How Frau Smith Honors Her Family History


courtesy of Susanne Smith

German teacher Susanne Smith poses with her beehives. Smith’s grandmother kept bees to make a living after the end of World War II. “She [would go] clinking down the cobblestone streets, and she would sell honey,” Smith said. “So beekeeping represents my family.”

Maddie Hart, Staff Writer

Early in the morning, German teacher Susanne Smith grabs her smoker, suits up in her white bee suit, and collects honey from her beehives.

“I can’t drink my coffee before I go out to the bees in the morning; they hate the smell of coffee,” Smith said. 

Although beekeeping has become a more prominent hobby, for Smith it is a way to honor her grandmother. 

“Beekeeping represents my family and I remember where I’m from,” Smith said.

At the end of World War II, her grandmother kept bees and sold honey, while her mother was pulled out of eighth grade to make fur coats to help provide for the family. Through their efforts, Smith was able to be the first one in her family to attend college. 

Smith has taken her family’s history with her; beekeeping has become an important part of her daily life. 

“In the morning, when I wake up, I don’t think about what I have to do and the deadlines I have to do,” Smith said. “The first thing I think about every day is what the weather is and what the [bees] need.”

To protect her bees, Smith depends on an electric fence, a motion activated camera, chemical control, and her neighbor Donna, who is in her 70s, to keep out all enemies big and small.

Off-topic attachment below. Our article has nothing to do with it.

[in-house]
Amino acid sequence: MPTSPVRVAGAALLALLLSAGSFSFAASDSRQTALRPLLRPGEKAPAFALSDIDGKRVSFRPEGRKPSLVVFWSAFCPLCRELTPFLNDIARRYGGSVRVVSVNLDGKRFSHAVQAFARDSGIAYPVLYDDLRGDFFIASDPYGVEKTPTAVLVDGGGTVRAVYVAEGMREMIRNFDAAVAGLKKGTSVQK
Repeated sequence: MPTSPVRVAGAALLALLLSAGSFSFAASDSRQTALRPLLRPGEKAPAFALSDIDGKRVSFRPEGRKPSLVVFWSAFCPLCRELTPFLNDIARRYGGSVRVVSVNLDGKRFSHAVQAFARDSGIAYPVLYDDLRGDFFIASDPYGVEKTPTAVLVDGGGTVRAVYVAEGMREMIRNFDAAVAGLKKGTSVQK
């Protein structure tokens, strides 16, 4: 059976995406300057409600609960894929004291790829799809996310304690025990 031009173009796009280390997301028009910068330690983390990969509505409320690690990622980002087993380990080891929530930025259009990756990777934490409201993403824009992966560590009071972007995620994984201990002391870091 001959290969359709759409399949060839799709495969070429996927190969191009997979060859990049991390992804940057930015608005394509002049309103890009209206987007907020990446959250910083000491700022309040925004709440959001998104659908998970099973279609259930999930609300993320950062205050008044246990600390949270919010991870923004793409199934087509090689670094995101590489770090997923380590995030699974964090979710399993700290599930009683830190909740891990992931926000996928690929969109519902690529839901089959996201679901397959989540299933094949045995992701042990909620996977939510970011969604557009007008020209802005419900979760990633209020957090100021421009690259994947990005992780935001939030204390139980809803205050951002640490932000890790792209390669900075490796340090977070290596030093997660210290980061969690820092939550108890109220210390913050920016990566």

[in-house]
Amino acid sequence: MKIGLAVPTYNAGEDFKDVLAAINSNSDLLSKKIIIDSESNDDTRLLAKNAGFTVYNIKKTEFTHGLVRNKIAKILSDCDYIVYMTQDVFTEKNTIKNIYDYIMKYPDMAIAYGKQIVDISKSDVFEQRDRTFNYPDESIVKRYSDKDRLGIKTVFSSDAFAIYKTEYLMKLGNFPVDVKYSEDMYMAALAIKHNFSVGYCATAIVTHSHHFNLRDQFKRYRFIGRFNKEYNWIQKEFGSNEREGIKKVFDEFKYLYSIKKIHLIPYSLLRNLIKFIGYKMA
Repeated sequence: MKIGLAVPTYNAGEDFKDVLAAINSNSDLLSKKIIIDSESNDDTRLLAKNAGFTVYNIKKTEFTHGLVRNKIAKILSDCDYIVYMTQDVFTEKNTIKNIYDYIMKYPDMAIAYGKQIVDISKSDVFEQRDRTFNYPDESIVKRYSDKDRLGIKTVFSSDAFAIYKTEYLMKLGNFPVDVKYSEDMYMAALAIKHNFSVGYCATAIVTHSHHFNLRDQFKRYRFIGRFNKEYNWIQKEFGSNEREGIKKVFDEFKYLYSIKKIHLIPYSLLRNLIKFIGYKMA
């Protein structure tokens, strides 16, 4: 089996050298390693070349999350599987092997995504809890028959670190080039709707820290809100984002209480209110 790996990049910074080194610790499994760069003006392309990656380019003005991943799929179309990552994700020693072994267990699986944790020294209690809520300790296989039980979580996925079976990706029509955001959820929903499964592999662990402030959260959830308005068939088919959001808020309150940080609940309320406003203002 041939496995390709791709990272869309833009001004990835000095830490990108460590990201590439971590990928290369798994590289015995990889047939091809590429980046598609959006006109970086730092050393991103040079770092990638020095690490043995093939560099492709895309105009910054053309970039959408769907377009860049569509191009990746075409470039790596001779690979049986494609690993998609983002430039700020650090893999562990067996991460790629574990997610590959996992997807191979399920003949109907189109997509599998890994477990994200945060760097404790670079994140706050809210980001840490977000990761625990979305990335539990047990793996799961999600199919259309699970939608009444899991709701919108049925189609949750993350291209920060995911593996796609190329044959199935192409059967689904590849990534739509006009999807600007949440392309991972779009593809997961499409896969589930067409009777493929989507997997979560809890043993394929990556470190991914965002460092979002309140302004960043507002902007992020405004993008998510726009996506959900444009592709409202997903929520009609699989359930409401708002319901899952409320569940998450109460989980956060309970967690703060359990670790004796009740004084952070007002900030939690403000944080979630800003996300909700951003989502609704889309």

“My neighbor called me and said, ‘there’s a bear in your front yard,’ and I’m like ‘Donna, go in the house, don’t be outside,’” Smith said.

Sadly, another enemy to beekeeping is abandonment. Sometimes, people who have bought hives no longer have the means to take care of them; they abandon their hives and leave their bees to die. 

Smith and Leonard Rickerman, who is the owner of Rocky Mountain Bee Supply, advocate for proper education before one considers taking up beekeeping. 

“Do everything you can to be prepared and ready when the time comes to start your beekeeping journey,” Rickerman said. 

Just as her grandmother taught Smith and her family how to keep bees, Smith carries on the tradition by apprenticing those who are new to beekeeping.  

“I’ve helped neighbors before where they’re starting and a lot of times, they’re just too scared,” Smith said. “They’re like ‘I got stung’ [and] I’m like ‘yeah, it’s gonna happen, take a deep breath, and let’s see what we can do.'”